Just like the book’s cover teases, who wouldn’t want to be Smarter, Faster & Better? This book repeats some tried and true advice but also includes new stories and insights making it a worthwhile read. The writing style is business-casual and informative, reminiscent of Malcolm Gladwell.
300 Pages of Worthwhile Advice
Author Charles Duhigg analyzed how to do this using insight and lessons learned from big names including Air France, Google, Disney, the FBI, GE, and Saturday Night Live. He organized his research results into chapters on motivation, teams, focus, goal setting, managing others, decision making, and innovation. Despite gathering all these tips on productivity, the author struggled to finish this book. He shares how he persevered by putting his newfound knowledge into practice in the book’s appendix.
My view on how to get things done, which ties into being smarter, faster and better, requires keeping a written to do list. Not just a short-term to do today aka a grocery shopping list, but one that includes some long-term smart goals and big overwhelming, even scary, plans for your future.
Jot down whatever your goals may be – writing a book, getting a degree, or learning to scuba dive. And since those large, multi-year goals are hard and take time, it’s essential to break them into more manageable steps: page by page, class by class, and dive by dive. Setting up specific deadlines in writing that’s easy to monitor help move it all along.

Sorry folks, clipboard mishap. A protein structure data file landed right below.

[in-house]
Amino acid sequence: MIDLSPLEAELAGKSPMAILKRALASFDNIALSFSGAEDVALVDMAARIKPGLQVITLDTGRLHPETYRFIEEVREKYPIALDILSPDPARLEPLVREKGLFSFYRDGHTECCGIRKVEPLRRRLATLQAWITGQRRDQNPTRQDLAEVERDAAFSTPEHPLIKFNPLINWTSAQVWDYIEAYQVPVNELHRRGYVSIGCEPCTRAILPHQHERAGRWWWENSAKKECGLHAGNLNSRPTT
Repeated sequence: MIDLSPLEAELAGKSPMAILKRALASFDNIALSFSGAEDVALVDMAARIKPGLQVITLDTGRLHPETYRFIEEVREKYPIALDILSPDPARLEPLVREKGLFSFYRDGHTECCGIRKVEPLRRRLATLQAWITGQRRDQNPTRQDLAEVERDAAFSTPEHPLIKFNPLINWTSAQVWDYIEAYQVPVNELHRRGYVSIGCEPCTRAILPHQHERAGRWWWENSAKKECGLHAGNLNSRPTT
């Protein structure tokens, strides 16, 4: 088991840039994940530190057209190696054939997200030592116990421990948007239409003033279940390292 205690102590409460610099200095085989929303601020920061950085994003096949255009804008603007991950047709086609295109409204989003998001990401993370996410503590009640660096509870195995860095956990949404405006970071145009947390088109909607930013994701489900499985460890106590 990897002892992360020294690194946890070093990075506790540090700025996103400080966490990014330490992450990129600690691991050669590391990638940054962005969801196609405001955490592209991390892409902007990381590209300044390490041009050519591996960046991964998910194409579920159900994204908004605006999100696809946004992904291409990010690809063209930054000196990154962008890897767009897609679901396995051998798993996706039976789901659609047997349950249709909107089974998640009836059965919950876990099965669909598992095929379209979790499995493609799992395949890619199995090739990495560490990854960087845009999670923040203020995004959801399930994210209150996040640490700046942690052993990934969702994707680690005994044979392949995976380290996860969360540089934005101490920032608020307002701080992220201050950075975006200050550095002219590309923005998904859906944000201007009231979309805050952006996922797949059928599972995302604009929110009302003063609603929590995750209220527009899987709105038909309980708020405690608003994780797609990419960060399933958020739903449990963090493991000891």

Before I moved to Philadelphia and left my internal audit career behind, I kept a three to four-page to do list in Microsoft Word for years. This document combined my primary long-term goals with other brainless short-term reminders. I printed it and updated the e-version when the copy I lugged around got so messy it needed a redo. Because of that list, I accomplished many professional and personal goals that probably wouldn’t have happened.
When I became a full-time writer, I rebelled and deleted my to do list. I was overly optimistic that my life would be simpler, and I wouldn’t need it. But I couldn’t be more wrong. As a replacement, I used the Notes app on my i-phone that synced to my laptop which made it worse. Now I had dozens of yellow e-notes with lists and reminders that were often repetitive and disorganized. A few months ago, I combined them all back into one Word doc and my original format. I still use the Notes app for on-the-go new ideas and copy them into my “master” document later.
Monitoring That Never Ending List
Everyone should develop what works best for them to monitor goals. And if you don’t already have something in place, experiment with a few different methods for a couple of months. By setting some stretch goals and crossing them off your list, you should be well on your way to being smarter, faster, and better. Good luck!
Karen Stensgaard published her first novel, AQUAVIT, with the gentle prodding from her to do list. Now it’s guiding her onwards to spread the word and complete the next book in the series. My Amazon Author Page